Children with autistic traits remain undiagnosed

Mar 22, 2010

There has been a major increase in the incidence of autism over the last twenty years. While people have differing opinions as to why this is (environment, vaccines, mother's age, better diagnostic practice, more awareness etc.) there are still many children who have autistic traits that are never diagnosed clinically. Therefore, they do not receive the support they need through educational or health services.

In recent studies these undiagnosed have been included in estimates of how many children have , or an ASD (which includes both autism and Asperger's syndrome). Such studies have estimated that one in every hundred children has an ASD.

A study published in a recent issue of the found that a large number of undiagnosed children displayed autistic traits: repetitive behaviors, impairments in , and difficulties with communication. These traits were at levels comparable to the traits displayed by children who held a clinical diagnosis (all diagnosed between years one and twelve). However, the undiagnosed children were not deemed eligible for extra support at school or by specialized health services.

The lead researcher of the study, Ginny Russell, asks, "ASD diagnosis currently holds the key to unlocking intervention from school systems and health programs. Perhaps these resources should be extended and available for children who show autistic impairments but remain undiagnosed" Russell points out that the study also shows that there is a gender bias in diagnosing children with Autistic Spectrum Disorders - boys are more likely to receive a diagnosis than girls, even when they display equally severe symptoms.

Explore further: Suicides by US girls and young women continue to climb

More information: "Identification of children with the same level of impairment as children on the autistic spectrum, and analysis of their service use." Ginny Russell, et. al. The Journal of Child Psychology and Psychiatry (JCPP); Published Online: March 22, 2010; DOI: 10.1111/j.1469-7610.2010.02233.x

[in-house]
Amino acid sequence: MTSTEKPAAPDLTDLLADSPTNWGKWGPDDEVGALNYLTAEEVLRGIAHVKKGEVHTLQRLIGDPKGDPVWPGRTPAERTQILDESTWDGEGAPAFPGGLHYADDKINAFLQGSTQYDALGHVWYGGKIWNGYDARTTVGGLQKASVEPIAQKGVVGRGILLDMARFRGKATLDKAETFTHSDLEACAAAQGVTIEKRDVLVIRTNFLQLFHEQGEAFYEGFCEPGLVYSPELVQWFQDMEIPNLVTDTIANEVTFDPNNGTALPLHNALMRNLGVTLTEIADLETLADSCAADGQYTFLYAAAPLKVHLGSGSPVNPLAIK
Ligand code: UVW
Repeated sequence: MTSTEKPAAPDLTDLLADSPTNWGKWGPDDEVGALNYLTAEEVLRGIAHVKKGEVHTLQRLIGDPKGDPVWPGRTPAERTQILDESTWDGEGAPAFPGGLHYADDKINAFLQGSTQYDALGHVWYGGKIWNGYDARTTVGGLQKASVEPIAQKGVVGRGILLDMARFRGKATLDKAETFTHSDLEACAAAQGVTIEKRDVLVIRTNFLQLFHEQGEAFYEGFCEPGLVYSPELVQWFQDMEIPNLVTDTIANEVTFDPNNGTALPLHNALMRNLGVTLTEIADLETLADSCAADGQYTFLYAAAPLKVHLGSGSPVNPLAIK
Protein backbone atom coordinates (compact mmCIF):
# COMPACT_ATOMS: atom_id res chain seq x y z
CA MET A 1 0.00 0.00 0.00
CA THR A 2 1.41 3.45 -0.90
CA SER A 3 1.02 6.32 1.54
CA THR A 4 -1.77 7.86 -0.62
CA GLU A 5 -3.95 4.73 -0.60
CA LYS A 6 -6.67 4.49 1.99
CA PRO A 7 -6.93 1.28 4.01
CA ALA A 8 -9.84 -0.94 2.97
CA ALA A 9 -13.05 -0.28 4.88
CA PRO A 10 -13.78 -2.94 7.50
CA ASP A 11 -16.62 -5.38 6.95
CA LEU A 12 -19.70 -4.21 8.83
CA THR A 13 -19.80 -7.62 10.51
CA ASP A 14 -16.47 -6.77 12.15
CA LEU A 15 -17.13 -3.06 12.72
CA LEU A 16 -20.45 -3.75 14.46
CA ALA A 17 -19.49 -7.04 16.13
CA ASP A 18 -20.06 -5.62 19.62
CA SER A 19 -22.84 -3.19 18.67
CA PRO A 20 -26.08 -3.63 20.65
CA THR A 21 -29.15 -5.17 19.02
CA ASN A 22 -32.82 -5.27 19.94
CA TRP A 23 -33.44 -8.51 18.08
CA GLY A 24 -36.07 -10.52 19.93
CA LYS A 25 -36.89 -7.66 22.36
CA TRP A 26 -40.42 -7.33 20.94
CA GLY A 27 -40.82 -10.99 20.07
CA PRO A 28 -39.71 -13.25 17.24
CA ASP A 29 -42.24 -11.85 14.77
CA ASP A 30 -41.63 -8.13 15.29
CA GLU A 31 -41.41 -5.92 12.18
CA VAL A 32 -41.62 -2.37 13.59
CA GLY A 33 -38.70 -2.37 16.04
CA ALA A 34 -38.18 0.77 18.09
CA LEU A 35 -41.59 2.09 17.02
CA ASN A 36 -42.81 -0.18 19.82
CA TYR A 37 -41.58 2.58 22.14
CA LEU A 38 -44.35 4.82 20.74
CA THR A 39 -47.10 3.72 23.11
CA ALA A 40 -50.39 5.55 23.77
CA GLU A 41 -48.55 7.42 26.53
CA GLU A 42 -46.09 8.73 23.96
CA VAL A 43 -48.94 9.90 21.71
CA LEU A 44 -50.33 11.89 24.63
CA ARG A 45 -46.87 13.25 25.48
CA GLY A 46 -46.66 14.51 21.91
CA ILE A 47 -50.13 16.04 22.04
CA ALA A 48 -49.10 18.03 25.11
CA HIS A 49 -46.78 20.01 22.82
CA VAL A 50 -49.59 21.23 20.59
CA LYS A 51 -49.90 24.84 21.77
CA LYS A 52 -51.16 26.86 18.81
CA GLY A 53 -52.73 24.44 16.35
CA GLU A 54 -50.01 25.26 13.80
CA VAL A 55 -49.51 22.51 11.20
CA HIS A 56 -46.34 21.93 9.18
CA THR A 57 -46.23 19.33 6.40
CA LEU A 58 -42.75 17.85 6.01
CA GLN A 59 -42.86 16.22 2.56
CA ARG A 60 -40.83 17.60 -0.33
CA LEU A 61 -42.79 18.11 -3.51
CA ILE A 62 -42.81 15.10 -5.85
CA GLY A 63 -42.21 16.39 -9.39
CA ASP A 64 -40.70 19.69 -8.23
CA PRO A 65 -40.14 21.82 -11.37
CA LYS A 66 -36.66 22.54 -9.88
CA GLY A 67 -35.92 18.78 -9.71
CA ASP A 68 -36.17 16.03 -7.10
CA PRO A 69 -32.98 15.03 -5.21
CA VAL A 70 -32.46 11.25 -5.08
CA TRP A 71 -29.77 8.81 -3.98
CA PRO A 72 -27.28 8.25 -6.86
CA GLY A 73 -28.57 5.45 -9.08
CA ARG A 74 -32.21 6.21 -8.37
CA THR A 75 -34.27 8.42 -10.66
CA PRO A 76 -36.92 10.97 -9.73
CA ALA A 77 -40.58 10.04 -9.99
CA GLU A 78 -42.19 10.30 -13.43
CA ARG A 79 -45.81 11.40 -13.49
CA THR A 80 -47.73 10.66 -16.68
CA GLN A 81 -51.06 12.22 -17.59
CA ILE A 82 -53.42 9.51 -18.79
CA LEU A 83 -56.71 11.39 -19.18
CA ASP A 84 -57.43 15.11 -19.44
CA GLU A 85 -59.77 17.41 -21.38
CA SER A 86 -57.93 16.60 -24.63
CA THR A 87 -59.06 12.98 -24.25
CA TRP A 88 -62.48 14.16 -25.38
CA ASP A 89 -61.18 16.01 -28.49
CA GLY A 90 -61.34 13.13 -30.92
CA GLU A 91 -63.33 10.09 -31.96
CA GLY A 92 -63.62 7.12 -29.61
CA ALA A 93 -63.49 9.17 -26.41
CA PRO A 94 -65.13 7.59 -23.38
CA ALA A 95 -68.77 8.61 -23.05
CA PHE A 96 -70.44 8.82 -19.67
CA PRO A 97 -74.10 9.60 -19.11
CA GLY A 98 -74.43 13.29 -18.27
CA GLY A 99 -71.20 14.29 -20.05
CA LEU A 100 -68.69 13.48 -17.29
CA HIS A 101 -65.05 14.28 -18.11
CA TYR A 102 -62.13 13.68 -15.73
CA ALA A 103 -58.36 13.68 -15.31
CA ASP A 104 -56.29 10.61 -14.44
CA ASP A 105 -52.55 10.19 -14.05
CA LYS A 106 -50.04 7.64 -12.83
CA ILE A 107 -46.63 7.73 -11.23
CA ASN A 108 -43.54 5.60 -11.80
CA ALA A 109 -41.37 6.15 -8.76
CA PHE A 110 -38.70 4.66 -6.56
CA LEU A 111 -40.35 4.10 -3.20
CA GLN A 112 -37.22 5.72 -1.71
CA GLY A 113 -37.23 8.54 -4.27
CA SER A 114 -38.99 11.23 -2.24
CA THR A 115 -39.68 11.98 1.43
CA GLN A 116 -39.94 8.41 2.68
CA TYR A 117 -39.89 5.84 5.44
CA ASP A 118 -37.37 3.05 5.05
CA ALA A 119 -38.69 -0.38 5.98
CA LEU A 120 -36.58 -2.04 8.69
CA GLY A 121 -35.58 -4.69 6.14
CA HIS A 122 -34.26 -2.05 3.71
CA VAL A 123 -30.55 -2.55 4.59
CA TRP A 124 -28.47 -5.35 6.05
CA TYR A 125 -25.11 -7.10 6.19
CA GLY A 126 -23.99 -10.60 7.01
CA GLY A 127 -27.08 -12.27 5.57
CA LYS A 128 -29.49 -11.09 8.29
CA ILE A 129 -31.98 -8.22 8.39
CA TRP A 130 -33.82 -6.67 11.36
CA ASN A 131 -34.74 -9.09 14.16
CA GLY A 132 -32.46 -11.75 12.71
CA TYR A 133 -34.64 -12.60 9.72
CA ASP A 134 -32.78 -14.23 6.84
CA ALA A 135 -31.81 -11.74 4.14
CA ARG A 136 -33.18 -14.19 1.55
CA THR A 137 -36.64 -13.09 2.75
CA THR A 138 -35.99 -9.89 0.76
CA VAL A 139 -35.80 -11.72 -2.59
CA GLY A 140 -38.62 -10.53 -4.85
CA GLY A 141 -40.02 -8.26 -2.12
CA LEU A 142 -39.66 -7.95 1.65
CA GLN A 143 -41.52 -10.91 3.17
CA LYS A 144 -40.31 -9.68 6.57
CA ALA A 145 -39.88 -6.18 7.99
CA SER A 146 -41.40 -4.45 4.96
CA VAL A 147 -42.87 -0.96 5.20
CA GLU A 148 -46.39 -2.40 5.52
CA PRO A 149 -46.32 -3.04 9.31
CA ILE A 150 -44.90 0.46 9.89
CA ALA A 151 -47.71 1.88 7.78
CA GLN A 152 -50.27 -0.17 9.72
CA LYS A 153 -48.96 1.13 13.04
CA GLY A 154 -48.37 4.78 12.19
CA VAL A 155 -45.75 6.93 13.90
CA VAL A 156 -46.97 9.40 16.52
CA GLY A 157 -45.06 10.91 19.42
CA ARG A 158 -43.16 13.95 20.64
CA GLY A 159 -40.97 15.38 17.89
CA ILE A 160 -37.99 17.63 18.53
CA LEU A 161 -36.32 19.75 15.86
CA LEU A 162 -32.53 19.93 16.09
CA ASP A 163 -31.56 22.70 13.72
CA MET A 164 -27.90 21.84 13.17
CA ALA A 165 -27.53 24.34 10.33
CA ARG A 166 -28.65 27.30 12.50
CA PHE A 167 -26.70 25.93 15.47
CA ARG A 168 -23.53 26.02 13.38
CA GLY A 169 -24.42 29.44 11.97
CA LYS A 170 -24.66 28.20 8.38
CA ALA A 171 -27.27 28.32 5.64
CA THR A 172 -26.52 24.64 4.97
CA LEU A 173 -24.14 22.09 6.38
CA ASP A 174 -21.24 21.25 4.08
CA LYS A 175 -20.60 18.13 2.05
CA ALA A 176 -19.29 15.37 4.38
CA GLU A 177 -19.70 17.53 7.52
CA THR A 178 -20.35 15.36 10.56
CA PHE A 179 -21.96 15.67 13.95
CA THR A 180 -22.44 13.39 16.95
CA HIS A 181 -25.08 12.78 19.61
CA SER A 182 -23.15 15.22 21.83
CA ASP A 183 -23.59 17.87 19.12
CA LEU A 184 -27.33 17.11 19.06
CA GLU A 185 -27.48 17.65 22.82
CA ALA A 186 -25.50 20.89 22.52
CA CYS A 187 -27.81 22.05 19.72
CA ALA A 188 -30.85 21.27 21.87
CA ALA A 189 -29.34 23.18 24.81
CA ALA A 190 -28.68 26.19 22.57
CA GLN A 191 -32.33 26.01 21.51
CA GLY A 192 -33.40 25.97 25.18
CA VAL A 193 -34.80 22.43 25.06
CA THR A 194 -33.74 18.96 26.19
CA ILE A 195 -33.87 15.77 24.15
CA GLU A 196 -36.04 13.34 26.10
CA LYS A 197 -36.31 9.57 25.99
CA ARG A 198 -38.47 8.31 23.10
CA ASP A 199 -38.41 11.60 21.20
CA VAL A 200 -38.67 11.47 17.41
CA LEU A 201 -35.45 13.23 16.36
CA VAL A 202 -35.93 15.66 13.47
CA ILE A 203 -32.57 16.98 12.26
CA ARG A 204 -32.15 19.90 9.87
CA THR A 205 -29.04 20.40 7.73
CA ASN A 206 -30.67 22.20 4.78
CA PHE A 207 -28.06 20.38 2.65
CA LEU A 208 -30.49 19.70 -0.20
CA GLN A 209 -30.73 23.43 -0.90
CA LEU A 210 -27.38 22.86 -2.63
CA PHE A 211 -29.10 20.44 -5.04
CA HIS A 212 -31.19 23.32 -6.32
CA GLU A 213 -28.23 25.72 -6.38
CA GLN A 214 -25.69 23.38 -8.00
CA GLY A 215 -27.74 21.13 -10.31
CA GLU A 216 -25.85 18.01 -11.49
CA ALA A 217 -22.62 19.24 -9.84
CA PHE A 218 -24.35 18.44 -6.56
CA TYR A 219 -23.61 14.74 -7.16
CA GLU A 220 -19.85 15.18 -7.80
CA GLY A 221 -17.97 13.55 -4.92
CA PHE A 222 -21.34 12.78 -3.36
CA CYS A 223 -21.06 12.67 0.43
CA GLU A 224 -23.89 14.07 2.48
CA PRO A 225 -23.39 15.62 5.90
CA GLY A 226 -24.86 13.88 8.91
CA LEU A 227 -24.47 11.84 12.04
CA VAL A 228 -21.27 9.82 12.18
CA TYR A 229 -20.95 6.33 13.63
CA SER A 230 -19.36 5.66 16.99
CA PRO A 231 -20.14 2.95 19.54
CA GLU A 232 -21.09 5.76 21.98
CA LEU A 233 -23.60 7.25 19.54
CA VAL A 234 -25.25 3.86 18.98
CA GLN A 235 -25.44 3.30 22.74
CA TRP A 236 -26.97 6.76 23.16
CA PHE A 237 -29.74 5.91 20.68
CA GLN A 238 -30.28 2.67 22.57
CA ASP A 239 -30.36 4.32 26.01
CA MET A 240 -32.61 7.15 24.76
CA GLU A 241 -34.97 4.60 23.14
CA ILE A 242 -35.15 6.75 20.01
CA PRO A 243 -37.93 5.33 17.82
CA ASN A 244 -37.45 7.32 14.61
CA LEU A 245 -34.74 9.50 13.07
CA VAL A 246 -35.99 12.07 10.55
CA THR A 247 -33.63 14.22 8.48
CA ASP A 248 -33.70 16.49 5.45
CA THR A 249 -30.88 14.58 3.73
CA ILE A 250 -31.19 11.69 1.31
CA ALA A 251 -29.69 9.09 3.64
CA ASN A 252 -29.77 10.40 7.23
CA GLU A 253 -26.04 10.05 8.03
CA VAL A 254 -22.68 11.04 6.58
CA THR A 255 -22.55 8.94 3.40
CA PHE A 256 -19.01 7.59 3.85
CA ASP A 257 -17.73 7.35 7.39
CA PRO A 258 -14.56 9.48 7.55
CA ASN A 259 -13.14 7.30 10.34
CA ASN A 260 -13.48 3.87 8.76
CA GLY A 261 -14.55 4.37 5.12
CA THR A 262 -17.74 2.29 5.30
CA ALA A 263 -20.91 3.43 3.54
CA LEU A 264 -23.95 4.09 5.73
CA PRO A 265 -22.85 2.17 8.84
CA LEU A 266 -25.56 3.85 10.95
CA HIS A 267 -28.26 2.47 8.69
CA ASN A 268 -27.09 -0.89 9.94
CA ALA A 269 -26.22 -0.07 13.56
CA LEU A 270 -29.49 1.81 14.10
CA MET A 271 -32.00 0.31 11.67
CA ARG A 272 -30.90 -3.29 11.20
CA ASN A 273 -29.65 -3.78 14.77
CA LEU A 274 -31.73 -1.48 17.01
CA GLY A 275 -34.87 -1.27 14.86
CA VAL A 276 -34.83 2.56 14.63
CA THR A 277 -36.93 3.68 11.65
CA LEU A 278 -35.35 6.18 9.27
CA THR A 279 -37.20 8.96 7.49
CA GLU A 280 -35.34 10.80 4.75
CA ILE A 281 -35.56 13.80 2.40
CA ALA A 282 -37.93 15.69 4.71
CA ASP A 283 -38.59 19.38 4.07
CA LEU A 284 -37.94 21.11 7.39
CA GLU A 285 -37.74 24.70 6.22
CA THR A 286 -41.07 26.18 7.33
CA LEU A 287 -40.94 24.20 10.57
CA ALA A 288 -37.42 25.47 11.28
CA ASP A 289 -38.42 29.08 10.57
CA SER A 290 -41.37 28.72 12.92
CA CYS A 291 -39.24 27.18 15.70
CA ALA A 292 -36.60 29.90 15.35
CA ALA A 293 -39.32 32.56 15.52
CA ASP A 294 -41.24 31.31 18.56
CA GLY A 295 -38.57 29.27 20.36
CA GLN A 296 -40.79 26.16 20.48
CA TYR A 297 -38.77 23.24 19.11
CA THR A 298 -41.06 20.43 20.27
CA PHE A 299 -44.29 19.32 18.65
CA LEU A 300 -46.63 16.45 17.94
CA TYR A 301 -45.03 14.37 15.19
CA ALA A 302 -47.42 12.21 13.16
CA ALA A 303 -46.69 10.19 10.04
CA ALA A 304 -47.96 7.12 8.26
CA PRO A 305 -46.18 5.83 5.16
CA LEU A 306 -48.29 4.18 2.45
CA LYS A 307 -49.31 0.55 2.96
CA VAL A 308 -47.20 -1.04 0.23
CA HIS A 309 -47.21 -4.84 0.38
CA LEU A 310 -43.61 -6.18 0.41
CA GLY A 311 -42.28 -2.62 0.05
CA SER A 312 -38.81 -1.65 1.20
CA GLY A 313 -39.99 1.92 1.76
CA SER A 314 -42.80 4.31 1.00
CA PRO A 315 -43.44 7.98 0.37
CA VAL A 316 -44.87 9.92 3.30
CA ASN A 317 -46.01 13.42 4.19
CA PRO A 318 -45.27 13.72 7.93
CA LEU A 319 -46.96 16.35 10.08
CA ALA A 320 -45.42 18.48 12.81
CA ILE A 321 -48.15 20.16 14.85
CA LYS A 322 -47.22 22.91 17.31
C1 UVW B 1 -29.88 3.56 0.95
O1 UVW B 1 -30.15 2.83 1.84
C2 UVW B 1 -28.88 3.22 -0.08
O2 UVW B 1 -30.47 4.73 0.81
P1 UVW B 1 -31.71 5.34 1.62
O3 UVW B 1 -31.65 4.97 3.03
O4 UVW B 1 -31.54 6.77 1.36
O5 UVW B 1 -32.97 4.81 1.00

add to favorites email to friend print save as pdf

Related Stories

Study estimates one in 91 individuals have autism

Nov 04, 2009

(PhysOrg.com) -- Autism spectrum disorders (ASD) are neurodevelopmental disorders marked by impaired social interactions, restricted interests, repetitive behaviors, and communication impairment, which persist throughout ...

Mental disorders in parents linked to autism in children

May 05, 2008

Parents of children with autism were roughly twice as likely to have been hospitalized for a mental disorder, such as schizophrenia, than parents of other children, according to an analysis of Swedish birth and hospital records ...

No link found between autism and celiac disease

May 01, 2007

Contrary to previous studies, autistic children are no more likely than other children to have celiac disease, according to new research that will be presented at the American Academy of Neurology’s 59th Annual Meeting ...

Recommended for you

No link between psychedelics and mental health problems

9 hours ago

The use of psychedelics, such as LSD and magic mushrooms, does not increase a person's risk of developing mental health problems, according to an analysis of information from more than 135,000 randomly chosen people, including ...

Antibodies to brain proteins may trigger psychosis

10 hours ago

Antibodies defend the body against bacterial, viral, and other invaders. But sometimes the body makes antibodies that attack healthy cells. In these cases, autoimmune disorders develop.

Stigma of mental illness in India linked to poverty

11 hours ago

The stigma surrounding people with severe mental illness in India leads to increased poverty among them, especially women, according to new research led by Jean-Francois Trani, PhD, assistant professor at the Brown School ...

User comments : 0

Please sign in to add a comment. Registration is free, and takes less than a minute. Read more

Click here to reset your password.
Sign in to get notified via email when new comments are made.